Category: Logbook

November 2021

November 11, Zamenis Situla:
I bought two unrelated couples at the Snakeday in October.

Two accepted food several times but the other two refused the nest-mice offered time and again.

I decided to put them all in winter-rest for a couple of weeks at a temperature of 13-15 degrees Celsius.

Bogertophis subocularis:
The adult couple went into winter-rest too. Last feeding was early October, the heating went of in the beginning of November

October 2021

October 10, Snakeday:
I attended the annual Snakeday and was able to buy two unrelated, captive bred, couples of Zamenis situla.

October 14, Bogertophis subocularis:
The first three eggs hatched today after 69 days in the incubator (temperature at 29 degrees Celsius). Two juveniles are healthy, the third has congenital defect with the eye. Another four eggs are infertile. Two more to go..

October 17, Bogertophis subocularis:
I opened the last two eggs today. They both contained a dead juvenile with an eye with a congenital defect!

The final score is two healthy juvenile out of a litter of nine. That is a very poor score.

Maybe it is my own fault; I used a new box and maybe the ventilation-holes weren’t big enough. Insufficient ventilation might have caused death and the congenital defects.
The incubation conditions were the same as the recent years..

October 19, Gonyosoma oxycephalum:
Tonight I found my three year old male in mating for the first time

October 27, Corallus hortulanus:
Last night a female (check the Logbook on September 21) did give birth to a litter of 14 juveniles. They all look well and beautiful. I am used to see more colour variation within the same litter

September 2021

September 21, Corallus hortulanus:

Earlier this year I had two couples Corallus hortulanus in mating. One female is pregnant. Her skin became a darker shade of red, en her belly grew. I find her lying under the hotspot most of the time (see picture).

I’m not sure about the other one. She has difficulty shedding properly which makes it difficult to see if her skin becomes darker. She doesn’t eat and isn’t under the hotspot that often..

September 26, Corallus hortulanus:

I’m still not sure about the second female being pregnant.. She did shed perfectly today. Much to my surprise her colour changed from red to grey.. A few months ago she was just as red as the  female above…

September 28. the Snakeday is coming up..

I made up my mind about which offspring snakes to keep and which ones to sell.

The Snakeday is the only reptile-market where I have a table to sell my offspring. See the Sale page for details.

I decided to sell my Sanzinia Madagascariensis male as I don’t have breeding intentions with this specie.

July 2021

July 27, L. aurora:

Six eggs hatched over the last three days. Six eggs hatched over the last three days. From the litter of nine eggs, three turned out to be infertile. 


I kept some 2019 and 2020 offspring until this year just to see how they develop:

I kept some 2019 and 2020 offspring until this year just to see how they develop:

Just born;   length: 11 cm – weight: 4 grams

One year old;  Length:11 cm – Weight: 11 grams

Two years old;  Length: 45cm – Weight: 29 grams

June 2021

June 5, Lamprophis aurora:

L. aurora laid her eggs today in a box with moist moss (spagnum). Nine eggs in total, all but two look good. The eggs are in the incubator at 29 degrees Celsius and I expect them to hatch at the end of July.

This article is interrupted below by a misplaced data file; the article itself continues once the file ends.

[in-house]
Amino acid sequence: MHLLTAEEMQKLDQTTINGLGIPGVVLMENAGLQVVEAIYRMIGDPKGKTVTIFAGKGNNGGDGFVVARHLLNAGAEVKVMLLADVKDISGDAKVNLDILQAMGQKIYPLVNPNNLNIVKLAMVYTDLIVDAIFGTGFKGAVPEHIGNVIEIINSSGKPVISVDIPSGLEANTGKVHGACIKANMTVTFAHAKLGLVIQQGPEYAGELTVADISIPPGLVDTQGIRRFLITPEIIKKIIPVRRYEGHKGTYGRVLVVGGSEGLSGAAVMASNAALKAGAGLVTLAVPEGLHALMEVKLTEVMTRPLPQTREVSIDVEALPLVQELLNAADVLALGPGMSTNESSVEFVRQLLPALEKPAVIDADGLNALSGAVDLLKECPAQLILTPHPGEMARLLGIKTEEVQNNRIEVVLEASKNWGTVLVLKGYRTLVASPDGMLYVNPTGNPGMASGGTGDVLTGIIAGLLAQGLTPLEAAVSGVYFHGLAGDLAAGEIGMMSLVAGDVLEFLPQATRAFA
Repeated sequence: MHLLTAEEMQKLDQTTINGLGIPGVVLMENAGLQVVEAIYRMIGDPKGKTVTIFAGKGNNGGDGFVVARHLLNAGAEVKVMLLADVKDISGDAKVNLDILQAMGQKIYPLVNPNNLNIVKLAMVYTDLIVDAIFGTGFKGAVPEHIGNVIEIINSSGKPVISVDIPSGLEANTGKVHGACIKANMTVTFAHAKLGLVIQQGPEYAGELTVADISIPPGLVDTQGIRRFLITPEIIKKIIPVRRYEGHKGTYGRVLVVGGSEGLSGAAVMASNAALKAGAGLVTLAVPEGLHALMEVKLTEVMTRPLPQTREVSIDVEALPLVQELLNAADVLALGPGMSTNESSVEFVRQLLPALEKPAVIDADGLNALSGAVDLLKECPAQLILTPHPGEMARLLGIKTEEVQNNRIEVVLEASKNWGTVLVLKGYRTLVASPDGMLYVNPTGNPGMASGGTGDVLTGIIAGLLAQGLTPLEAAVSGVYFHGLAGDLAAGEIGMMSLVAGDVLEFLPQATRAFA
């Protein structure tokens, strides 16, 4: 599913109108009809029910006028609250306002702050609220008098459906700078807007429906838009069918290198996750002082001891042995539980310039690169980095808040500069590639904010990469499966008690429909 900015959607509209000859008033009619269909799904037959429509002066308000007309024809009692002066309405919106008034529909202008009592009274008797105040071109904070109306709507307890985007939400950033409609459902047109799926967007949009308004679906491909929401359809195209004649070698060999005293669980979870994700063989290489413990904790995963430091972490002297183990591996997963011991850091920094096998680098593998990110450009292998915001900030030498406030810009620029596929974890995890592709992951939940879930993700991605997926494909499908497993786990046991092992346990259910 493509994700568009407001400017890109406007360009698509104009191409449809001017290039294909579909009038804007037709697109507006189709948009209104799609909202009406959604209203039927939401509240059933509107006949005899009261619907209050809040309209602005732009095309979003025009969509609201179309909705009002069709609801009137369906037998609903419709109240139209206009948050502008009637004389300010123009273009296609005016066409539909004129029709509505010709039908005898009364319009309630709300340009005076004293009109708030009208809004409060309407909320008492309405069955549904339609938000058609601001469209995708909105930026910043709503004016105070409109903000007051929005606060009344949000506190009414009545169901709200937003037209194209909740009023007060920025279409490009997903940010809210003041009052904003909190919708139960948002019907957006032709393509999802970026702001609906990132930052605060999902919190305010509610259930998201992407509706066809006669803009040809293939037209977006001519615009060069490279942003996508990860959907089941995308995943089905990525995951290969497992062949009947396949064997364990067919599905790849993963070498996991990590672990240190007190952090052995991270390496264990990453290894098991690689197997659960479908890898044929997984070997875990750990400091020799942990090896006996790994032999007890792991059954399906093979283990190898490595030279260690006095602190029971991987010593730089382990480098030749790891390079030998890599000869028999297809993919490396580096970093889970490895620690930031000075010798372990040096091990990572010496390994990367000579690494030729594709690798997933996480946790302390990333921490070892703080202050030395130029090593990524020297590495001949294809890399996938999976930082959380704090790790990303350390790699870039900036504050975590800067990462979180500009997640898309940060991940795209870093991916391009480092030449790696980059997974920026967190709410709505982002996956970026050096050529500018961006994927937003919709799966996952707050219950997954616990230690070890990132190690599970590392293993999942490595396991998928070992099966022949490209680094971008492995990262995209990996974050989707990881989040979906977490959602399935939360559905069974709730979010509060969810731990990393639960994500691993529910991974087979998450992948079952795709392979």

June 16, Bogertophis Subocularis:

Several matings observed over the last couple of days…

March 2021

March 15, Corallus hortulanus:

I want to breed with two couples this year. Early March I introduced them to each other and several matings observed until now. The female on the left thought mating was more important than finishing her shedding first..

This morning I found both couples in mating.
What a nice view to start the day with!

February 2021

February 28, Corallus caninus

My 1.2 Corallus are over five years old now. For the first breeding attempt I introduced one of the females tot the male. Within minutes the male was interested in her but she was not amused, tried to escape from the terrarium and went eventually down to the floor and stayed there. She even tried to dig herself in. I separated the two the next morning.

After a few days I introduced the other female to the male. This female showed exactly the same behaviour. I separated them too and will wait a while with the next attempt

February 18, Corallus hortulanus

All but one of the September 2020 Corallus hortulanus offspring are eating. I am not worried about the last one. He comes out of his shelter and is interested in what’s going on.

I expected it to be a matter of time before this one will accept food as well

(Two days later the first prey was accepted..).


February 12, Bogertophis subocularis

Bogertophis subocularis is out of their winter rest. After two months they are back at room temperature.

I’ll put the heating on in a two weeks time and start feeding them again in the month of March.

January 2021

January 31, Lamprophis aurora

The only surviving Lamprophis aurora 2020 juvenile is 6 months old now and doing well. She accepted her first feeding on July 12 and she eats almost every week now.

Here weight went from 3 grams by birth to 5 grams now. Her length is 21 centimetres (was 11 centimetres by birth).

Just compare this picture with the one taken in June 2020…

December 2020

December 3 Bogertophis subocularis

My couple of Bogertophis subocularis started their winter rest. I stopped feeding them mid October and the heating went off mid November.

Today I did put them into winter rest in a small (darkened) terrarium at a temperature of 12 -15 degrees Celsius (mid 50 F).